Most observers agreed Davis outperformed Crist in most or all of those debates in 2006, though it wasn’t enough to change the dynamic of the campaign. Likewise, Crist did nothing to help himself in 2010 when he debated before national TV audiences both as a Republican U.S. Senate candidate and as an unaffiliated U.S. Senate candidate.
Scott, meanwhile, benefitted from low expectations against Sink in 2010 and is likely to again this year. He is almost robotic in his determination to recite talking points.
Scott’s risk is that he comes off as evasive and fake and drives home the Democrats’ message that he can’t be trusted.
3. The other guy. In a race this close, any third-party candidate could prove to be a spoiler, and polls show Libertarian Adrian Wyllie drawing as much as 13 percent support.
But because the Palm Harbor resident has not cracked 15 percent in a credible poll, he has not been invited to participate in any of the televised debates. He filed suit challenging his exclusion Thursday. Eight years ago, Reform Party candidate Max Linn’s similar lawsuit succeeded in getting him added at the last minute to a gubernatorial debate in Tampa.
Polls generally show Wyllie as a non-factor, pulling about equally from Crist and Scott, but anything that enhances his profile significantly could make him a wildcard given how unpopular the two major candidates are after months of negative ads.
4. What will they do? The debates may be the best and last opportunity for the candidates to actually explain what they want to do if elected. To date, the campaign has mainly been about casting the other guy as an untrustworthy sleaze rather than offering up an agenda for governing.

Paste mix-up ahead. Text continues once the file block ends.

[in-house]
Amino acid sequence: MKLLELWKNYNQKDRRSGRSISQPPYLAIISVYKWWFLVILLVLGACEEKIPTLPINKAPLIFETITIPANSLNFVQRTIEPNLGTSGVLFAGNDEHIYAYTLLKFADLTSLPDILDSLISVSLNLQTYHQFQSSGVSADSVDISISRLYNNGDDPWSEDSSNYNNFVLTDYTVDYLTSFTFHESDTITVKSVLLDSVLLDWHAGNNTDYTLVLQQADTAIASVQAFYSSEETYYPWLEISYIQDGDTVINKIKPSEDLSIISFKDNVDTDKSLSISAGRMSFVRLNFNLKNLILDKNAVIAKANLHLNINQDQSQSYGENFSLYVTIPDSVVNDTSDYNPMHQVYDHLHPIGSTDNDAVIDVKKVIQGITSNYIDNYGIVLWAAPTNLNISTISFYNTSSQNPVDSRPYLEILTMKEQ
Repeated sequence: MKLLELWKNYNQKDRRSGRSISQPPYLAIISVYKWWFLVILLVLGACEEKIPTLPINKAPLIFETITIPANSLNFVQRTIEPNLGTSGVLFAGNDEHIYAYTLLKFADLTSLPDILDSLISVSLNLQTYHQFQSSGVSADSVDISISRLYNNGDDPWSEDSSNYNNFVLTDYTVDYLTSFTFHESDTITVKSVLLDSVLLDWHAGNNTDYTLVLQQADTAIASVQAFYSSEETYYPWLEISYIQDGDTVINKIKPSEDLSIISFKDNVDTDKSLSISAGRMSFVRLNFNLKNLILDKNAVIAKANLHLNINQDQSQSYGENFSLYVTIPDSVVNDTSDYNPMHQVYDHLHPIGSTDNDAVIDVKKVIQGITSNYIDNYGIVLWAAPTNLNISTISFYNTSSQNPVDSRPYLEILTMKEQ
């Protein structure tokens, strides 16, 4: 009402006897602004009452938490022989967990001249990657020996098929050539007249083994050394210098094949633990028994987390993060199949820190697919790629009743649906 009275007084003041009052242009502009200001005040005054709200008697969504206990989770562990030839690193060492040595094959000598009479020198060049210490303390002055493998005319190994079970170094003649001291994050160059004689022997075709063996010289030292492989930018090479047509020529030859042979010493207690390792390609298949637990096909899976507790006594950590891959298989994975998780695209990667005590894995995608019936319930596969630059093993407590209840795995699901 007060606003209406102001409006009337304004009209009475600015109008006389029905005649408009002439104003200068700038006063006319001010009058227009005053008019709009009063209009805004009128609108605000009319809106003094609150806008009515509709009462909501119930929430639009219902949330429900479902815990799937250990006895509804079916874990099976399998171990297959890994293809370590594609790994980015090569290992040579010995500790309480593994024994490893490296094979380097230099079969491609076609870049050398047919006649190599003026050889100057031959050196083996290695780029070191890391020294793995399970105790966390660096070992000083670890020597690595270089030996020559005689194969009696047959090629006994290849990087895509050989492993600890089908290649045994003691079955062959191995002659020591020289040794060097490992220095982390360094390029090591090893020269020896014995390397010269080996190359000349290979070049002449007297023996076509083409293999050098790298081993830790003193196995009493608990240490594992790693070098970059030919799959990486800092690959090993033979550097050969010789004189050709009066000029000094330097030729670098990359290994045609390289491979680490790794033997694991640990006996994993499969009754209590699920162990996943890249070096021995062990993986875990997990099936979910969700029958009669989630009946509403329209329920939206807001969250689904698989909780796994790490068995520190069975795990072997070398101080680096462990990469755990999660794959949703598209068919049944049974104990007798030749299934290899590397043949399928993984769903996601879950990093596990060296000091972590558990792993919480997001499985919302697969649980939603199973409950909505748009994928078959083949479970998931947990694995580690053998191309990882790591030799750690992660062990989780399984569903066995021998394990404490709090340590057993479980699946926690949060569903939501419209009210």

Crist says he wants to push hard to accept federal money to expand health care coverage to working Floridians, but you wouldn’t know it looking at his TV ads. Mostly, those ads just remind you that Scott used to plead the Fifth Amendment frequently to avoid self-incrimination.
Scott lately seems to be throwing everything against the wall to see what works. The jobs governor’s ads barely even talk about job creation anymore. Instead, he mainly reminds Floridians that Crist and President Barack Obama like each other.
5. The trust factor. Debates typically generate the biggest headlines when someone makes a gaffe, but both these candidates have a real opportunity to win rather than just avoid losing. Poll after poll shows that more people have an unfavorable than favorable impression of both Crist and Scott. That’s the inevitable result of so many months of attack ads.
So here are three opportunities to actually show some genuine warmth and humanity in a way scripted commercials rarely do. Here are three opportunities for Mr. Flip-Flopper and Mr. Plead-the-Fifth to regain some trust, to look into the camera and give a reason for skeptical Floridians to vote for them, rather than against the other guy.
Contact Tampa Bay Times Political Editor Adam C. Smith at firstname.lastname@example.org. Follow @adamsmithtimes.
Florida’s gubernatorial debates
Friday: 7-8 p.m., taped earlier at Telemundo’s WSCV-51 in Miramar.
Wednesday, Oct. 15: 7-8 p.m., live from Broward College in Davie.
Oct. 21: 7-8 p.m., live from WJXT-TV in Jacksonville.